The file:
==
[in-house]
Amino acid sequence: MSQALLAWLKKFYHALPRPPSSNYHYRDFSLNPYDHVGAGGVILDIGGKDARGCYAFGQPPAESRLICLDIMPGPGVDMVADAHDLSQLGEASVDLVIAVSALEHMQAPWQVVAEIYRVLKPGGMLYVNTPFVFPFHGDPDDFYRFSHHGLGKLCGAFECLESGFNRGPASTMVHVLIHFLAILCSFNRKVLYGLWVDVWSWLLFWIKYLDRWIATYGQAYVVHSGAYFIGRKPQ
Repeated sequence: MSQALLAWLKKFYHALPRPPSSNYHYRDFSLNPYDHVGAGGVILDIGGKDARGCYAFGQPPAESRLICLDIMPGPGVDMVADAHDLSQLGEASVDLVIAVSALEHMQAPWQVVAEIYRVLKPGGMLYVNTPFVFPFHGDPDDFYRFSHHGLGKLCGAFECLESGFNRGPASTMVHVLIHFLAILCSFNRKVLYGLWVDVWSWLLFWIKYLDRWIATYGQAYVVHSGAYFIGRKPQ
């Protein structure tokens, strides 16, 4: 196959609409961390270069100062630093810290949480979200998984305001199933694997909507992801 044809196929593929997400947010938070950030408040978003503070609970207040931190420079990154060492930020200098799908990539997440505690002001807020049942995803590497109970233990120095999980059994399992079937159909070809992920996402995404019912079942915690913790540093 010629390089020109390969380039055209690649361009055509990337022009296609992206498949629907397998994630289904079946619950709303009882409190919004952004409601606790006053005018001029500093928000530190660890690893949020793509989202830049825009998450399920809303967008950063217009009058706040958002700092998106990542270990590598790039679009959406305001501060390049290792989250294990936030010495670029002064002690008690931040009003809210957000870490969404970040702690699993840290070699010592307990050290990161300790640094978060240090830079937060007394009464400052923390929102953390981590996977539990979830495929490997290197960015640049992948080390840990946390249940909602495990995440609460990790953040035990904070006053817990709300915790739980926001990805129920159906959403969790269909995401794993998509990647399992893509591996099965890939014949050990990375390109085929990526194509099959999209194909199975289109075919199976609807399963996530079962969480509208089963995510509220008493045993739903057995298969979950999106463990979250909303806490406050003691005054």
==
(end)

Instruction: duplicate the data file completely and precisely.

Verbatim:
[in-house]
Amino acid sequence: MSQALLAWLKKFYHALPRPPSSNYHYRDFSLNPYDHVGAGGVILDIGGKDARGCYAFGQPPAESRLICLDIMPGPGVDMVADAHDLSQLGEASVDLVIAVSALEHMQAPWQVVAEIYRVLKPGGMLYVNTPFVFPFHGDPDDFYRFSHHGLGKLCGAFECLESGFNRGPASTMVHVLIHFLAILCSFNRKVLYGLWVDVWSWLLFWIKYLDRWIATYGQAYVVHSGAYFIGRKPQ
Repeated sequence: MSQALLAWLKKFYHALPRPPSSNYHYRDFSLNPYDHVGAGGVILDIGGKDARGCYAFGQPPAESRLICLDIMPGPGVDMVADAHDLSQLGEASVDLVIAVSALEHMQAPWQVVAEIYRVLKPGGMLYVNTPFVFPFHGDPDDFYRFSHHGLGKLCGAFECLESGFNRGPASTMVHVLIHFLAILCSFNRKVLYGLWVDVWSWLLFWIKYLDRWIATYGQAYVVHSGAYFIGRKPQ
């Protein structure tokens, strides 16, 4: 196959609409961390270069100062630093810290949480979200998984305001199933694997909507992801 044809196929593929997400947010938070950030408040978003503070609970207040931190420079990154060492930020200098799908990539997440505690002001807020049942995803590497109970233990120095999980059994399992079937159909070809992920996402995404019912079942915690913790540093 010629390089020109390969380039055209690649361009055509990337022009296609992206498949629907397998994630289904079946619950709303009882409190919004952004409601606790006053005018001029500093928000530190660890690893949020793509989202830049825009998450399920809303967008950063217009009058706040958002700092998106990542270990590598790039679009959406305001501060390049290792989250294990936030010495670029002064002690008690931040009003809210957000870490969404970040702690699993840290070699010592307990050290990161300790640094978060240090830079937060007394009464400052923390929102953390981590996977539990979830495929490997290197960015640049992948080390840990946390249940909602495990995440609460990790953040035990904070006053817990709300915790739980926001990805129920159906959403969790269909995401794993998509990647399992893509591996099965890939014949050990990375390109085929990526194509099959999209194909199975289109075919199976609807399963996530079962969480509208089963995510509220008493045993739903057995298969979950999106463990979250909303806490406050003691005054």